Monthly Archives: April 2010

Learn Vim in Graphical Way


So what is Vim. No no it is not the dish wash bar that is used in homes but a powerful text editor in Linux. So why on the world someone has to learn to use a text editor when almost everything can be done using a GUI. The reason is Linux unlike windows gives the users more control over the system. Most of the system configuration files are nothing but text files so that user can edit it. even in linux user can edit things in graphical way, but trust me once you  get used to using commands and console you will fall in love with it. It is also popular choice for developers.

Overview

vi-vim-cheat-sheet

Lesson 1:

vi-vim-tutorial-1

Lesson 2:

vi-vim-tutorial-2

Lesson 3 :

vi-vim-tutorial-3

 

 

 

 

 

Lesson 4:

vi-vim-tutorial-4

Lesson 5:

vi-vim-tutorial-5

Lesson 6:

vi-vim-tutorial-6

Lesson 7:

vi-vim-tutorial-7

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Linux Audio


For most of us Linux itself is a mystery. Audio in linux is a even more mysterious. When I started using linux it didn’t play my linuxaudio mp3 collections and asked for codec download and other things which I had no idea about. Later when I started reading more about Linux I came to know lot about it. One thing which confuses most people is audion in linux. There are lot of term like Gstreamer, ALSA, Pulse Audio which I don’t know what it’s. So here is an  which explains these things .

Linux’s audio architecture is more like the layers of the Earth’s crust , with lower levels occasionally erupting on to the surface, causing confusion and distress, and upper layers moving to displace the underlying technology that was originally hidden.

When most distributions stick PulseAudio and GStreamer on top, you end up with a melting pot of instability with as much potential for destruction as the San Andreas fault.

ALSA
Inputs: PulseAudio, Jack, GStreamer, Xine, SDL, ESD
Outputs: Hardware, OSS

When it comes to modern Linux audio, the beginning is the Advanced Linux Sound Architecture, or ALSA.

This connects to the Linux kernel and provides audio functionality to the rest of the system. But it’s also far more ambitious than a normal kernel driver; it can mix, provide compatibility with other layers, create an API for programmers and work at such a low and stable latency that it can compete with the ASIO and CoreAudio equivalents on the Windows and OS X platforms.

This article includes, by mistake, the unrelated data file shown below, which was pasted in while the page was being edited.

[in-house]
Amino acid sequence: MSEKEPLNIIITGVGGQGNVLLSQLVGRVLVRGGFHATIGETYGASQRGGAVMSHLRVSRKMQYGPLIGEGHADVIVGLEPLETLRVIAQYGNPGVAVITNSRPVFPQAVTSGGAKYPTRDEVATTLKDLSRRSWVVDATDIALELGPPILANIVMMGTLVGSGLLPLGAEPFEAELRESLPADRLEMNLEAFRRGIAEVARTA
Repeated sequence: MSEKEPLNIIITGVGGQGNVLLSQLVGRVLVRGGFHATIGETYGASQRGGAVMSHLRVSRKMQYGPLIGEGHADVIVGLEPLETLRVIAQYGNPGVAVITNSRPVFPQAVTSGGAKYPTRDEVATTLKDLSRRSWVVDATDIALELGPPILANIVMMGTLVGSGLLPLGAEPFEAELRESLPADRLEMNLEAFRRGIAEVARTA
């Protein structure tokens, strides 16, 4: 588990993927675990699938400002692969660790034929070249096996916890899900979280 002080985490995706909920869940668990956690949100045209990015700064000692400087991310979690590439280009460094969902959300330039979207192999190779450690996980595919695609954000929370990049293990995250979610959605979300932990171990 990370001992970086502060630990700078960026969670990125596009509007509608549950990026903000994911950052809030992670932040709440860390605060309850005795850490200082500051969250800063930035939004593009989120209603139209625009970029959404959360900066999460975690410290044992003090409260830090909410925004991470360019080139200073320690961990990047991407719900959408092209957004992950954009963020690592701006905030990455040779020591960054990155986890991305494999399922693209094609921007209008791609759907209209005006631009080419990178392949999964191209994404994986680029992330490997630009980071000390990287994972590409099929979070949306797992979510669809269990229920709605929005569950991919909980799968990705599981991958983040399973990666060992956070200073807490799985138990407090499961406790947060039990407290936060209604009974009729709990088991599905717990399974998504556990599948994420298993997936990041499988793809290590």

ALSA was designed to replace OSS. However, OSS isn’t really dead, thanks to a compatibility layer in ALSA designed to enable older, OSS-only applications to run. It’s easiest to think of ALSA as the device driver layer of the Linux sound system.

Your audio hardware needs a corresponding kernel module, prefixed with snd_, and this needs to be loaded and running for anything to happen. This is why you need an ALSA kernel driver for any sound to be heard on your system, and why your laptop was mute for so long before someone thought of creating a driver for it.

Fortunately, most distros will configure your devices and modules automatically. ALSA is responsible for translating your audio hardware’s capabilities into a software API that the rest of your system uses to manipulate sound. It was designed to tackle many of the shortcomings of OSS (and most other sound drivers at the time), the most notable of which was that only one application could access the hardware at a time.

This is why a software component in ALSA needs to manages audio requests and understand your hardware’s capabilities. If you want to play a game while listening to music from Amarok, for example, ALSA needs to be able to take both of these audio streams and mix them together in software, or use a hardware mixer on your soundcard to the same effect.

ALSA can also manage up to eight audio devices and sometimes access the MIDI functionality on hardware, although this depends on the specifications of your hardware’s audio driver and is becoming less important as computers get more powerful.

Where ALSA does differ from the typical kernel module/device driver is in the way it’s partly user-configurable. This is where the complexity in Linux audio starts to appear, because you can alter almost anything about your ALSA configuration by creating your own config file – from how streams of audio are mixed together and which outputs they leave your system from, to the sample rate, bit-depth and real-time effects.

ALSA’s relative transparency, efficiency and flexibility have helped to make it the standard for Linux audio, and the layer that almost every other audio framework has to go through in order to communicate with the audio hardware.

PulseAudio
Inputs: GStreamer, Xine, ALSA
Outputs: ALSA, Jack, ESD, OSS

If you’re thinking that things are going to get easier with ALSA safely behind us, you’re sadly mistaken. ALSA covers most of the pulseaudio-diagram nuts and bolts of getting audio into and out of your machine, but you must navigate another layer of complexity.